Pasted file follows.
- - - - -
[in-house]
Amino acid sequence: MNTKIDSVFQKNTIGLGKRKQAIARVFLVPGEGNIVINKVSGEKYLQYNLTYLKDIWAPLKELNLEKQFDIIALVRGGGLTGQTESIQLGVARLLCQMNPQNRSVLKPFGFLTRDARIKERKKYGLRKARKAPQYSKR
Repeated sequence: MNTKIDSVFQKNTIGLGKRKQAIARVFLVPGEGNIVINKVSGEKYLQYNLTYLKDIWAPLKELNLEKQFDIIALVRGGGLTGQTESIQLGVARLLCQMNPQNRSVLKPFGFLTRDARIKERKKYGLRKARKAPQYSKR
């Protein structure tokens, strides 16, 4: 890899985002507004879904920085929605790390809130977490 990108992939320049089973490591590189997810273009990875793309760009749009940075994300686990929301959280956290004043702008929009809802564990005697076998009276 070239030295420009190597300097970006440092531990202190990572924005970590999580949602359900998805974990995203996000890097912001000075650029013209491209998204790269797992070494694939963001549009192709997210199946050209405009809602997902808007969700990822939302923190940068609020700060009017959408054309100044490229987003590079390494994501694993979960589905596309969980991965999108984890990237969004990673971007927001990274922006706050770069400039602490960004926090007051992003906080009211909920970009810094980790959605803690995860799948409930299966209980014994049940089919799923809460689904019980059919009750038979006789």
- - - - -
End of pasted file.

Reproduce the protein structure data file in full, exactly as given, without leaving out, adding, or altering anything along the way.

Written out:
[in-house]
Amino acid sequence: MNTKIDSVFQKNTIGLGKRKQAIARVFLVPGEGNIVINKVSGEKYLQYNLTYLKDIWAPLKELNLEKQFDIIALVRGGGLTGQTESIQLGVARLLCQMNPQNRSVLKPFGFLTRDARIKERKKYGLRKARKAPQYSKR
Repeated sequence: MNTKIDSVFQKNTIGLGKRKQAIARVFLVPGEGNIVINKVSGEKYLQYNLTYLKDIWAPLKELNLEKQFDIIALVRGGGLTGQTESIQLGVARLLCQMNPQNRSVLKPFGFLTRDARIKERKKYGLRKARKAPQYSKR
């Protein structure tokens, strides 16, 4: 890899985002507004879904920085929605790390809130977490 990108992939320049089973490591590189997810273009990875793309760009749009940075994300686990929301959280956290004043702008929009809802564990005697076998009276 070239030295420009190597300097970006440092531990202190990572924005970590999580949602359900998805974990995203996000890097912001000075650029013209491209998204790269797992070494694939963001549009192709997210199946050209405009809602997902808007969700990822939302923190940068609020700060009017959408054309100044490229987003590079390494994501694993979960589905596309969980991965999108984890990237969004990673971007927001990274922006706050770069400039602490960004926090007051992003906080009211909920970009810094980790959605803690995860799948409930299966209980014994049940089919799923809460689904019980059919009750038979006789």